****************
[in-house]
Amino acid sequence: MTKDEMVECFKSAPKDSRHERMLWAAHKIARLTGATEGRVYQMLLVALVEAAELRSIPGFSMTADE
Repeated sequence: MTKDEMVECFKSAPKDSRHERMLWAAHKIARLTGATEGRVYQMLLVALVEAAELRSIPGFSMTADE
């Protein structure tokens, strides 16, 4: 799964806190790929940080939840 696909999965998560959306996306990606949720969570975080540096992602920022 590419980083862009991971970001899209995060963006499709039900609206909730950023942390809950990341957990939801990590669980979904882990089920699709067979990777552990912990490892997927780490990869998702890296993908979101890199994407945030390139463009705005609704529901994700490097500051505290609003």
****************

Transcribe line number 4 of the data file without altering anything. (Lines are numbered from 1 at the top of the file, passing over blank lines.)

């Protein structure tokens, strides 16, 4: 799964806190790929940080939840 696909999965998560959306996306990606949720969570975080540096992602920022 590419980083862009991971970001899209995060963006499709039900609206909730950023942390809950990341957990939801990590669980979904882990089920699709067979990777552990912990490892997927780490990869998702890296993908979101890199994407945030390139463009705005609704529901994700490097500051505290609003």